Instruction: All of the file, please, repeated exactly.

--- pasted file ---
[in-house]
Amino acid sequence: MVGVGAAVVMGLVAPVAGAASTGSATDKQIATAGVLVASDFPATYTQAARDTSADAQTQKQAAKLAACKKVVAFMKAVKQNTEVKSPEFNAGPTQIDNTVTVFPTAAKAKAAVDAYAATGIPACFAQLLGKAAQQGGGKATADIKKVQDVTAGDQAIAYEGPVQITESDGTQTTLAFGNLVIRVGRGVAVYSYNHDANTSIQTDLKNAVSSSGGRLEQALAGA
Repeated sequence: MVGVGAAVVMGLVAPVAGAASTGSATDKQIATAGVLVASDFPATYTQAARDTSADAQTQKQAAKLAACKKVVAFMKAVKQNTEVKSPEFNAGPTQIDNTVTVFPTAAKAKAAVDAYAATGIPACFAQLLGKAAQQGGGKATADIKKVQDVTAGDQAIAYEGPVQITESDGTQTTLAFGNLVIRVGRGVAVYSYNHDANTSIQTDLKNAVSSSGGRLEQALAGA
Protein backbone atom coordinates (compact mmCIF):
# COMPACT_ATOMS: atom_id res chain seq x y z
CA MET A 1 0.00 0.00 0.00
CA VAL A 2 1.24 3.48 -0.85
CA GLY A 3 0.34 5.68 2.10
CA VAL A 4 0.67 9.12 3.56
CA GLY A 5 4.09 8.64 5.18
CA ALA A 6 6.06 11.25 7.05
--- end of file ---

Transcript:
[in-house]
Amino acid sequence: MVGVGAAVVMGLVAPVAGAASTGSATDKQIATAGVLVASDFPATYTQAARDTSADAQTQKQAAKLAACKKVVAFMKAVKQNTEVKSPEFNAGPTQIDNTVTVFPTAAKAKAAVDAYAATGIPACFAQLLGKAAQQGGGKATADIKKVQDVTAGDQAIAYEGPVQITESDGTQTTLAFGNLVIRVGRGVAVYSYNHDANTSIQTDLKNAVSSSGGRLEQALAGA
Repeated sequence: MVGVGAAVVMGLVAPVAGAASTGSATDKQIATAGVLVASDFPATYTQAARDTSADAQTQKQAAKLAACKKVVAFMKAVKQNTEVKSPEFNAGPTQIDNTVTVFPTAAKAKAAVDAYAATGIPACFAQLLGKAAQQGGGKATADIKKVQDVTAGDQAIAYEGPVQITESDGTQTTLAFGNLVIRVGRGVAVYSYNHDANTSIQTDLKNAVSSSGGRLEQALAGA
Protein backbone atom coordinates (compact mmCIF):
# COMPACT_ATOMS: atom_id res chain seq x y z
CA MET A 1 0.00 0.00 0.00
CA VAL A 2 1.24 3.48 -0.85
CA GLY A 3 0.34 5.68 2.10
CA VAL A 4 0.67 9.12 3.56
CA GLY A 5 4.09 8.64 5.18
CA ALA A 6 6.06 11.25 7.05